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L'Iran: une révolution cinématographique (2006)

Not Rated | | Documentary | TV Movie 19 May 2006
Today Iranian cinema is one of the most highly regarded national cinemas in the world, regularly winning festival awards and critical acclaim for films which combine remarkable artistry and... See full summary »

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... Herself (as Rakhshan Bani-Etemad)
... Himself
... Himself
... Himself
... Himself
Ebrahim Hatamikia ... Himself
Nosratallah Karimi ... Himself
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... Himself
Mohamad Ali Najafi ... Himself
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Ali Reza Shoja-Nuri ... Himself
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Storyline

Today Iranian cinema is one of the most highly regarded national cinemas in the world, regularly winning festival awards and critical acclaim for films which combine remarkable artistry and social relevance. IRAN: A CINEMATOGRAPHIC REVOLUTION traces the development of this film industry, which has always been closely intertwined with the country's tumultuous political history, from the decades-long reign of Reza Shah Pahlevi and his son, the rise of Khomeini and the birth of the Islamic Republic, the seizure by militants of the U.S. Embassy in Tehran, and the devastating war with Iraq.

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Documentary

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Not Rated
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19 May 2006 (Germany)  »

Also Known As:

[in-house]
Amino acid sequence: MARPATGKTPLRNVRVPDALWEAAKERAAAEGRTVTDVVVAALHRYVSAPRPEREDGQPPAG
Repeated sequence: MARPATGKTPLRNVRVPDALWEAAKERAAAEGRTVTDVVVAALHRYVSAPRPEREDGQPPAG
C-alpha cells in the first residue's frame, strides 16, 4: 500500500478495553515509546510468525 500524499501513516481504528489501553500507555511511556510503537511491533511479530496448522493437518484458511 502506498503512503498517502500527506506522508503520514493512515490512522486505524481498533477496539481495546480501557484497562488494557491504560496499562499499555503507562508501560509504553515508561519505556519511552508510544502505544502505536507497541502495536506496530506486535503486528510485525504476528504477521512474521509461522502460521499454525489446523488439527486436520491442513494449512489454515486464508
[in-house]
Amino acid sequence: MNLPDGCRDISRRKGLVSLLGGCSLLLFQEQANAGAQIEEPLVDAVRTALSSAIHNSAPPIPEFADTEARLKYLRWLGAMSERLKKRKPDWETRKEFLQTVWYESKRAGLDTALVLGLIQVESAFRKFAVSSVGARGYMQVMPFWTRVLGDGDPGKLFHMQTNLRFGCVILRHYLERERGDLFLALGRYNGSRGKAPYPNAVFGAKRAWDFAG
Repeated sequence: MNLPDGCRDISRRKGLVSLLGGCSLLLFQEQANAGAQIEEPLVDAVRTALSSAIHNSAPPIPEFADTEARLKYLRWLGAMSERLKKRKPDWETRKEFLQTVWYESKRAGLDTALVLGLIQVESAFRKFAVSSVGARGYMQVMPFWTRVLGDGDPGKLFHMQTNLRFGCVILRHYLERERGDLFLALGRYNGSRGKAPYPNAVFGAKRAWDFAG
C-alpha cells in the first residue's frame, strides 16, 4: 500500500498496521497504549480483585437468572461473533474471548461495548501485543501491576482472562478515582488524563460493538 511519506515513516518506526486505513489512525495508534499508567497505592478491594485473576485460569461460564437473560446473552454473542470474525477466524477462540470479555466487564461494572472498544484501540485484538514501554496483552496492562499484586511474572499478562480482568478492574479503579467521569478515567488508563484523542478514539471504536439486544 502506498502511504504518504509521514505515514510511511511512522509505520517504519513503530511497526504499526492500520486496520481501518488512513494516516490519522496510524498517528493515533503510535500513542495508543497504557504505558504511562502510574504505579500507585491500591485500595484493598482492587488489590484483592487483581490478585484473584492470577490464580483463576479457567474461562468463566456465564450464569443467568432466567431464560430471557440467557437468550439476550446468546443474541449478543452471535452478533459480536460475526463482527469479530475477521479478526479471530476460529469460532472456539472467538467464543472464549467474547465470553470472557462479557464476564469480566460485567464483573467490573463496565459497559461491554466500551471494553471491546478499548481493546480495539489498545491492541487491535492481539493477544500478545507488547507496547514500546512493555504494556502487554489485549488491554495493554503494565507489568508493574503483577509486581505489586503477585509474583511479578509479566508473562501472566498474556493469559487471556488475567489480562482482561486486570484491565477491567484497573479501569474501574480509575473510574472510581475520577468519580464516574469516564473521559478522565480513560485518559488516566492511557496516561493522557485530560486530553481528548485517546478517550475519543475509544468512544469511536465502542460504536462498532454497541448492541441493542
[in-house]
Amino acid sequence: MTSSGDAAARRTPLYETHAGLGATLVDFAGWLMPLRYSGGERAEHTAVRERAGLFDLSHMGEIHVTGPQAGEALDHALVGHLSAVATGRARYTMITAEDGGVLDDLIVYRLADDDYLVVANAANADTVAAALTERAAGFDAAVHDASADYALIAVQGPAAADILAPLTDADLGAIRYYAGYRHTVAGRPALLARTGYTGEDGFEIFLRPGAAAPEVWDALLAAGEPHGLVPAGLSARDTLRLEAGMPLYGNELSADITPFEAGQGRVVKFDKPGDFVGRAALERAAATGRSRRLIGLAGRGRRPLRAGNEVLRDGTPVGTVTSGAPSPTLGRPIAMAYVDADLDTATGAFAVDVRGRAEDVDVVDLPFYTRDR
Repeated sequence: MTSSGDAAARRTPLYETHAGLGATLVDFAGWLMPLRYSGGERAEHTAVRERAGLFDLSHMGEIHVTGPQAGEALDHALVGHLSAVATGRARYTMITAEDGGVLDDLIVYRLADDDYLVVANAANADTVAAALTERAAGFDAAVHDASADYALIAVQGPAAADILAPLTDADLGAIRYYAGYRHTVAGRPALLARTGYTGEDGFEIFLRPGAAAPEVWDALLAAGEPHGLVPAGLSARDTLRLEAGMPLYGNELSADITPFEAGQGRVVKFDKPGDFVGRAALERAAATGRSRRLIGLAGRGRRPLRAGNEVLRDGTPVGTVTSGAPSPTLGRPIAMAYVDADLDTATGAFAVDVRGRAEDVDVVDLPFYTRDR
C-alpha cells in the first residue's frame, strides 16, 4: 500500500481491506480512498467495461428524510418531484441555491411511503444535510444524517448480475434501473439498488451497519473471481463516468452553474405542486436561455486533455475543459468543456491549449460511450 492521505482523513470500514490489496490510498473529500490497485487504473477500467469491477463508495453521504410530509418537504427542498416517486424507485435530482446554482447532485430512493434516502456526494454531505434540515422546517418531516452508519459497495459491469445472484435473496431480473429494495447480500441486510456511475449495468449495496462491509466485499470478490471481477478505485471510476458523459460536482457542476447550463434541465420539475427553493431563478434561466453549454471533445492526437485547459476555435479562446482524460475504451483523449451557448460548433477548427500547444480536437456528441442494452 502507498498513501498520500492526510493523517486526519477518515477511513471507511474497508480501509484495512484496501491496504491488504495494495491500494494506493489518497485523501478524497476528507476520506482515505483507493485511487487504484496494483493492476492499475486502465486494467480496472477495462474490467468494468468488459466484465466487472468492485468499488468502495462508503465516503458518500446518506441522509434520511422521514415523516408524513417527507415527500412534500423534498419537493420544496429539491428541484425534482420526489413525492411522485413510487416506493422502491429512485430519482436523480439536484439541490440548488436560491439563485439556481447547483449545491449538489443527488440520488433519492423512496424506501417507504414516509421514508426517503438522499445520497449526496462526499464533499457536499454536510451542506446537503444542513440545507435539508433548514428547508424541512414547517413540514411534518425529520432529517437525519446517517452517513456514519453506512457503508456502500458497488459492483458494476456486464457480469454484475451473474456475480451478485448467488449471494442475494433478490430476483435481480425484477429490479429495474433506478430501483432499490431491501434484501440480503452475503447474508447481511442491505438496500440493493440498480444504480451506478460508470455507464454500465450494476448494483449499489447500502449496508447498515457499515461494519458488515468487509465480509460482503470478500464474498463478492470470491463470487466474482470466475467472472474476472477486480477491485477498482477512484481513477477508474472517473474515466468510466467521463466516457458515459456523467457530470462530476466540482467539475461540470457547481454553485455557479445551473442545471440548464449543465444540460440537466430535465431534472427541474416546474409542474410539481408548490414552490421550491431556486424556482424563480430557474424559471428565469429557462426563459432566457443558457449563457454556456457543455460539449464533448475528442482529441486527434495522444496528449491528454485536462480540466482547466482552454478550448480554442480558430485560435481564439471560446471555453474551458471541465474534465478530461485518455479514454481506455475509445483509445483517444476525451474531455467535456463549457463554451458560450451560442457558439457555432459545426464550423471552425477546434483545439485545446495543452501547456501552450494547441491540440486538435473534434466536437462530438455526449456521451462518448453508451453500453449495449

Iran: A Cinematographic Revolution  »

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1.33 : 1
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Featured in Cercle vicieux (2010) See more »

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more history than film history
14 May 2009 | by See all my reviews

Nader Homayoun's documentary which I have seen on the European art channel ARTE presents a historical view of a cinematographic school that has amazed in the last few years the movie fans all over the globe presented on the background of the last half century of history of Iran. Although some of the major and better known films of the Iranian cinema are missing from this review the historical value and the interest of the documentary is kept high by this parallelism of cinema and history. It is really surprising and probably novelty for the majority of film fans to learn about the school of cinema that developed in Iran in the late 60s and the 70s - a school mature and diverse in the means of expression, socially engaged and adding its voice to the protests that led to the fall of the Shah. The tone and style changes with the Islamic revolution, which changed the rules of the artistic expression, cenzorship and social engagement of the artists as many revolutions do. The role of the Iranian cinema in the war between Iran and Iraq is also presented in details. The documentary part includes well selected excepts and interviews with some of the important directors of the period. Although film lovers who would be interested more in the aesthetics risk to be disappointed, the documentary value exceeds the expectations and makes the film worth seeing.


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